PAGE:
7 Trips From Books You Can Actually Take IRL
Anne Marie Fox/Fox Searchlight

Most of the time, it is not a good idea to make travel plans based on books. If you see a white rabbit, for instance, it is inadvisable to follow him into his hole and then proceed to drink the unknown substances you find therein. If you discover a hidden kingdom in the back of your wardrobe, you almost certainly shouldn't proceed to conquer it and name yourself the sovereign ruler. And, generally speaking, you should probably not take a year off to travel the world and find yourself unless you are very financially stable. But, from time to time, you might come across a book that actually has a pretty solid travel itinerary, so here are a few of the weird, wild, and beautiful trips from books that you can actually take in real life.

Now, of course, there are many travel stories out there, both fictional and non-fictional. This list covers trips you can take without leaving North America, because if we start road tripping across every continent, we'll be here all day. This list also includes books that have excellent travel advice, but dreadful life advice, so be careful to avoid metaphysical wars, super-flus, and disillusionment with the American Dream as you follow these books across the country and back:


Hike the Pacific Crest Trail from ‘Wild’

Wild is Cheryl Strayed's powerful, breathtaking memoir about hitting rock bottom and subsequently deciding to hike more than a thousand miles of the Pacific Crest Trail... with no training whatsoever. You don't have to do the rock bottom part, and this definitely isn't a trek for the completely inexperienced hiker. But if you enjoy the outdoors, sleeping under the stars, and re-living moments from your favorite books, then you can follow Strayed's path from the Mojave Desert through California and Oregon to Washington State (or, you know, a much smaller part of it).

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Visit the House on the Rock from ‘American Gods’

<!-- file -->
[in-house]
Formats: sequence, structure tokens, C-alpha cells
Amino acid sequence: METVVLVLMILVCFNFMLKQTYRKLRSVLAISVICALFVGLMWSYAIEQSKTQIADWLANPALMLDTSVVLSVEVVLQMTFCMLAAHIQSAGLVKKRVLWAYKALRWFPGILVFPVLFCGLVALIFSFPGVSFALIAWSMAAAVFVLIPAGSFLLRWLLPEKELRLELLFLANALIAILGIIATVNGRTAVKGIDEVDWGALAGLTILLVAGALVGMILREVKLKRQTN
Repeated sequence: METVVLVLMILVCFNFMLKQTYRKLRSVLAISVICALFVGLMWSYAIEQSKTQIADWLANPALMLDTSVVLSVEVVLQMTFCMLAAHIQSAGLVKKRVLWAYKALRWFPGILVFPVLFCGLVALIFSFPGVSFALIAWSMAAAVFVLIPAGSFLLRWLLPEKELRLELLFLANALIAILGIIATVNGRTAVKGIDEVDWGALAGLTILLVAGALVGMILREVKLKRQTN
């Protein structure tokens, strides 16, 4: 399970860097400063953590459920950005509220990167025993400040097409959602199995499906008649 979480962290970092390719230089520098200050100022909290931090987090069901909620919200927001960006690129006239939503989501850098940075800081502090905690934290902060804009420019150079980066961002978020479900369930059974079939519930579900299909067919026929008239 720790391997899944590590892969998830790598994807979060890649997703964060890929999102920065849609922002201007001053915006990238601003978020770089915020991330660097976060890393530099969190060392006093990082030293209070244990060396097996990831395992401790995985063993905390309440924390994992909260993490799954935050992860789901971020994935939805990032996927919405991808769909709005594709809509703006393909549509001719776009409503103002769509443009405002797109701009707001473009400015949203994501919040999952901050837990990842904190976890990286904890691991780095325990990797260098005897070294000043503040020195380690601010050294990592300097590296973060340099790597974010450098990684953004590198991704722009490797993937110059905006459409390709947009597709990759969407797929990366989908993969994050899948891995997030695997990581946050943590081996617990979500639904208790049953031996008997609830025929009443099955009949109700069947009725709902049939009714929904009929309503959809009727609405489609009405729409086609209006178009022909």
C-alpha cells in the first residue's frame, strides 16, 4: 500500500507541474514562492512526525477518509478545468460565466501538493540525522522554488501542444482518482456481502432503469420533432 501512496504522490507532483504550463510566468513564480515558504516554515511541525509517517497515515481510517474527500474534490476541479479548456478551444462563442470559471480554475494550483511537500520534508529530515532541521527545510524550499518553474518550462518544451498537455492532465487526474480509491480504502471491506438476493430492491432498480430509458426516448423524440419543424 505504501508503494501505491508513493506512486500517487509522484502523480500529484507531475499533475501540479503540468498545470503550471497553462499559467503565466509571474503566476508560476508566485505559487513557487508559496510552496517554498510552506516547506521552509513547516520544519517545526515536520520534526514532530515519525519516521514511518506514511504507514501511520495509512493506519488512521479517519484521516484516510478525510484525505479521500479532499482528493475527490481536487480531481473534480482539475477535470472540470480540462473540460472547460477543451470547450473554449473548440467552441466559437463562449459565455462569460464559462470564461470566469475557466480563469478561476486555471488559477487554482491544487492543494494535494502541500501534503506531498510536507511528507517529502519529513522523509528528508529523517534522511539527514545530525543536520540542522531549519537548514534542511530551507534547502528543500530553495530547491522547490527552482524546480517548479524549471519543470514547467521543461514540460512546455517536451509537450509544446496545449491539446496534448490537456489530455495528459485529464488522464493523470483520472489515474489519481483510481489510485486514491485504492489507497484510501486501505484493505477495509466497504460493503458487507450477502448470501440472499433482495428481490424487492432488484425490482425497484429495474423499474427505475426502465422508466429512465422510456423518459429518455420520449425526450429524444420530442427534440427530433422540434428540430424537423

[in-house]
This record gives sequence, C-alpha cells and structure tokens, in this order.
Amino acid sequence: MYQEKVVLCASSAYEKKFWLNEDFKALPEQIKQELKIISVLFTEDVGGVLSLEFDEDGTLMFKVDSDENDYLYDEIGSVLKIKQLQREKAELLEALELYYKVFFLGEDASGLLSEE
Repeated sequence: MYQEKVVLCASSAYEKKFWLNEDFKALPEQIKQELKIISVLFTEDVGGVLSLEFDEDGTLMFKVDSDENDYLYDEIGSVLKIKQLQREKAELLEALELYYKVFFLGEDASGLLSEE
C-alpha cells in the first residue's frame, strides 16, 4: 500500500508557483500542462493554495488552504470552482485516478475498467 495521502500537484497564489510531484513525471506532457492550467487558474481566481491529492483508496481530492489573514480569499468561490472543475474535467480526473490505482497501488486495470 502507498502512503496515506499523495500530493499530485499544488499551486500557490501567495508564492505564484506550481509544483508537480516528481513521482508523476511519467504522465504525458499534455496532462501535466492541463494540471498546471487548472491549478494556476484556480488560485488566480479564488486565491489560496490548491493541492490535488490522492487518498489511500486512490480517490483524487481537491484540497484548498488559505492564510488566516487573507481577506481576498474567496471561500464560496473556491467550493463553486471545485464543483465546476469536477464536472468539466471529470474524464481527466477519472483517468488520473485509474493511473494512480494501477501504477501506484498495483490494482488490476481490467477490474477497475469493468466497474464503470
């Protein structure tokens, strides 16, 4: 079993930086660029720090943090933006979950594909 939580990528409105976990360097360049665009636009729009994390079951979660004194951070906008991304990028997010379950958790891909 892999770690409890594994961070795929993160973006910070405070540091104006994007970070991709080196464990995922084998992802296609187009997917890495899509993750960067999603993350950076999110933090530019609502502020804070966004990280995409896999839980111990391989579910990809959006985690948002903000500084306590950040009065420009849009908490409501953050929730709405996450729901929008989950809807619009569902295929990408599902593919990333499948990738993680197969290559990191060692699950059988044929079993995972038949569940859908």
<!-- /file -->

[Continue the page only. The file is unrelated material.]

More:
There are many trips from American Gods that you can't quite replicate. It might be difficult to find a cab driving djinni or to visit the underworld. But you can go and see the bizarre roadside attraction near Spring Green, Wisconsin, known as The House on the Rock. It's an impressive, confusing building filled with sea monsters, mannequins, a giant carousel, and all the other strange exhibits as described in the novel (but probably no gods at the moment).

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Travel the Michigan Coast from ‘Station Eleven’

You don't have to wait for the apocalypse to follow the trail of the Traveling Symphony from Station Eleven. In the book, a band of performers travels up and down the Michigan coast, bringing their music and Shakespeare plays to the remnants of human civilization. In real life, you can travel by car and enjoy the scenery without worrying about catching a super-flu.


Chase the American Dream from ‘The Wangs vs. The World’

No road trip book list is complete without the classic "hilarious, dysfunctional family journeys across the country" story. In The Wangs vs. The World, the formerly wealthy Wangs have just lost everything in the financial crash, and so they're traveling from Bel-Air to upstate New York (by way of New Orleans and North Carolina) to collect all their wayward children and start anew. For your own California-to-New-York trip, though, you might want to leave the family drama behind.

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Check Out Avonlea from ‘Anne of Green Gables’

Anne of Green Gables kicks off the beloved children's series with Anne, our plucky red-headed orphan, arriving at the beautiful community of Avonlea on Prince Edward's Island in Canada. Sure, she's not exactly road tripping so much as seeking refuge from her abusive foster parents—but you can still visit a replica of Anne's idyllic Avonlea in real life, too.

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Investigate Historical Murder Sites with ‘Assassination Vacation’

Nothing says "fun family vacation" like the site of a political assassination! Allow hysterical historian and Assassination Vacation author Sarah Vowell to guide you through some of America's most grisly (and patriotic?) places, on an upsetting journey from Buffalo to Alaska. If you enjoy history and true crime, this is the ideal trip for you. If not... then here are a few are several spots to steer clear of.


Hop on your bike with ‘Flaming Iguanas’

You don't have to own a motorcycle to follow the trail of Flaming Iguanas... but you'll look a whole lot cooler if you do. If you're feeling really ambitious, you can even ride from New Jersey to California with Tomato Rodriguez, in search of love and the perfect post office. Make sure to collect mason jars and vintage rubber stamps as you travel, though, because that's the only way to live your best Flaming Iguanas life.

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